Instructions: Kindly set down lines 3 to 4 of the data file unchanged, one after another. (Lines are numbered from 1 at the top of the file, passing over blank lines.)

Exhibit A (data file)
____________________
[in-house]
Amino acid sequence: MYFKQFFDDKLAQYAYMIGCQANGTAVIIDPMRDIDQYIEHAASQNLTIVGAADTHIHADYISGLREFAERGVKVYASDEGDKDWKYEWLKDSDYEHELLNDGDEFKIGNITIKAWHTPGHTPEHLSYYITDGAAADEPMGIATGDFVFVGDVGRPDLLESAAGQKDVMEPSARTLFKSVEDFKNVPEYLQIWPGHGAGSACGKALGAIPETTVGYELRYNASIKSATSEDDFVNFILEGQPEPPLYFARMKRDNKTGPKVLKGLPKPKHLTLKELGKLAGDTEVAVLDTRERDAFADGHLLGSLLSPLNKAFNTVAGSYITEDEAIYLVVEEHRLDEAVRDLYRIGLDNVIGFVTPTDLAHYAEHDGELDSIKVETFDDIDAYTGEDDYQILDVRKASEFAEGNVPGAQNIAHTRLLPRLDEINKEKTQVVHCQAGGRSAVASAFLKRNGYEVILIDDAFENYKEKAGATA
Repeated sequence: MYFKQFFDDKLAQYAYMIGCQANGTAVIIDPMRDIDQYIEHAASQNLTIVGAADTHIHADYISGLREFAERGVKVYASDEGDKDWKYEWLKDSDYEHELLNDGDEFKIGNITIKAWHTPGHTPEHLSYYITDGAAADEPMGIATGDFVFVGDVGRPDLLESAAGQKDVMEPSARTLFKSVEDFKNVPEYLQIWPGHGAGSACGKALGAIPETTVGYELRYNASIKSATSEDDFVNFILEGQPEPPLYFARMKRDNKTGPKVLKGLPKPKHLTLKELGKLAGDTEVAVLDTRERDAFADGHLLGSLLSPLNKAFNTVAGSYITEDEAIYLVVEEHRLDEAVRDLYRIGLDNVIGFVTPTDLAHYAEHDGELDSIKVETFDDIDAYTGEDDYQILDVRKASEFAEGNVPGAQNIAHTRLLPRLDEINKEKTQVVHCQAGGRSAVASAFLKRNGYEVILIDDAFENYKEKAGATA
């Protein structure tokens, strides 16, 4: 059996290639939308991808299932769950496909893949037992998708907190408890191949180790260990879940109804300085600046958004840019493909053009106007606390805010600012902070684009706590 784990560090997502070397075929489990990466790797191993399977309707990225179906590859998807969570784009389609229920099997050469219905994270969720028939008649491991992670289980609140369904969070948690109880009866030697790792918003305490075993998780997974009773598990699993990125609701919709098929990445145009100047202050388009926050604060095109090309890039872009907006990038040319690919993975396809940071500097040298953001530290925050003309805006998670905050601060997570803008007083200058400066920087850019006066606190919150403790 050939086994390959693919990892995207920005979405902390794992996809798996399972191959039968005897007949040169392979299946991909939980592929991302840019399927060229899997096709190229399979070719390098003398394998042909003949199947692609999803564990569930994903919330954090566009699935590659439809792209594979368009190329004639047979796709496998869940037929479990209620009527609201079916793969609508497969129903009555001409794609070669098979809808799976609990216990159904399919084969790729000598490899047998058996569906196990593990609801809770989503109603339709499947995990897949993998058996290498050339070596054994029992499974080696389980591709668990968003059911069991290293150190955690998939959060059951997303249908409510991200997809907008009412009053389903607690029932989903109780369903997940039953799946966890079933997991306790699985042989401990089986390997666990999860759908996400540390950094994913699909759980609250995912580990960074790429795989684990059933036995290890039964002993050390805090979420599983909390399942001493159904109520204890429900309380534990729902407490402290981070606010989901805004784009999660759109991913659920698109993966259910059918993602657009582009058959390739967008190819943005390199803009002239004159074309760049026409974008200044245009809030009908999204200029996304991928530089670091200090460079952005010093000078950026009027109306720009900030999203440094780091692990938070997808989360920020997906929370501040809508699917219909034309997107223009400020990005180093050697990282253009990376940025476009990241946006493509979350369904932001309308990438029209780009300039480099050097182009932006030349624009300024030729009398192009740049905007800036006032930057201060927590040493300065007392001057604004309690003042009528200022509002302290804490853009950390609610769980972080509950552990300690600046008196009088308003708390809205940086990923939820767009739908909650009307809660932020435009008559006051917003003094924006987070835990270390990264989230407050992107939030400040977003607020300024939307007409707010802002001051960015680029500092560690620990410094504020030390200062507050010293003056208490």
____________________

Repeated sequence: MYFKQFFDDKLAQYAYMIGCQANGTAVIIDPMRDIDQYIEHAASQNLTIVGAADTHIHADYISGLREFAERGVKVYASDEGDKDWKYEWLKDSDYEHELLNDGDEFKIGNITIKAWHTPGHTPEHLSYYITDGAAADEPMGIATGDFVFVGDVGRPDLLESAAGQKDVMEPSARTLFKSVEDFKNVPEYLQIWPGHGAGSACGKALGAIPETTVGYELRYNASIKSATSEDDFVNFILEGQPEPPLYFARMKRDNKTGPKVLKGLPKPKHLTLKELGKLAGDTEVAVLDTRERDAFADGHLLGSLLSPLNKAFNTVAGSYITEDEAIYLVVEEHRLDEAVRDLYRIGLDNVIGFVTPTDLAHYAEHDGELDSIKVETFDDIDAYTGEDDYQILDVRKASEFAEGNVPGAQNIAHTRLLPRLDEINKEKTQVVHCQAGGRSAVASAFLKRNGYEVILIDDAFENYKEKAGATA
């Protein structure tokens, strides 16, 4: 059996290639939308991808299932769950496909893949037992998708907190408890191949180790260990879940109804300085600046958004840019493909053009106007606390805010600012902070684009706590 784990560090997502070397075929489990990466790797191993399977309707990225179906590859998807969570784009389609229920099997050469219905994270969720028939008649491991992670289980609140369904969070948690109880009866030697790792918003305490075993998780997974009773598990699993990125609701919709098929990445145009100047202050388009926050604060095109090309890039872009907006990038040319690919993975396809940071500097040298953001530290925050003309805006998670905050601060997570803008007083200058400066920087850019006066606190919150403790 050939086994390959693919990892995207920005979405902390794992996809798996399972191959039968005897007949040169392979299946991909939980592929991302840019399927060229899997096709190229399979070719390098003398394998042909003949199947692609999803564990569930994903919330954090566009699935590659439809792209594979368009190329004639047979796709496998869940037929479990209620009527609201079916793969609508497969129903009555001409794609070669098979809808799976609990216990159904399919084969790729000598490899047998058996569906196990593990609801809770989503109603339709499947995990897949993998058996290498050339070596054994029992499974080696389980591709668990968003059911069991290293150190955690998939959060059951997303249908409510991200997809907008009412009053389903607690029932989903109780369903997940039953799946966890079933997991306790699985042989401990089986390997666990999860759908996400540390950094994913699909759980609250995912580990960074790429795989684990059933036995290890039964002993050390805090979420599983909390399942001493159904109520204890429900309380534990729902407490402290981070606010989901805004784009999660759109991913659920698109993966259910059918993602657009582009058959390739967008190819943005390199803009002239004159074309760049026409974008200044245009809030009908999204200029996304991928530089670091200090460079952005010093000078950026009027109306720009900030999203440094780091692990938070997808989360920020997906929370501040809508699917219909034309997107223009400020990005180093050697990282253009990376940025476009990241946006493509979350369904932001309308990438029209780009300039480099050097182009932006030349624009300024030729009398192009740049905007800036006032930057201060927590040493300065007392001057604004309690003042009528200022509002302290804490853009950390609610769980972080509950552990300690600046008196009088308003708390809205940086990923939820767009739908909650009307809660932020435009008559006051917003003094924006987070835990270390990264989230407050992107939030400040977003607020300024939307007409707010802002001051960015680029500092560690620990410094504020030390200062507050010293003056208490």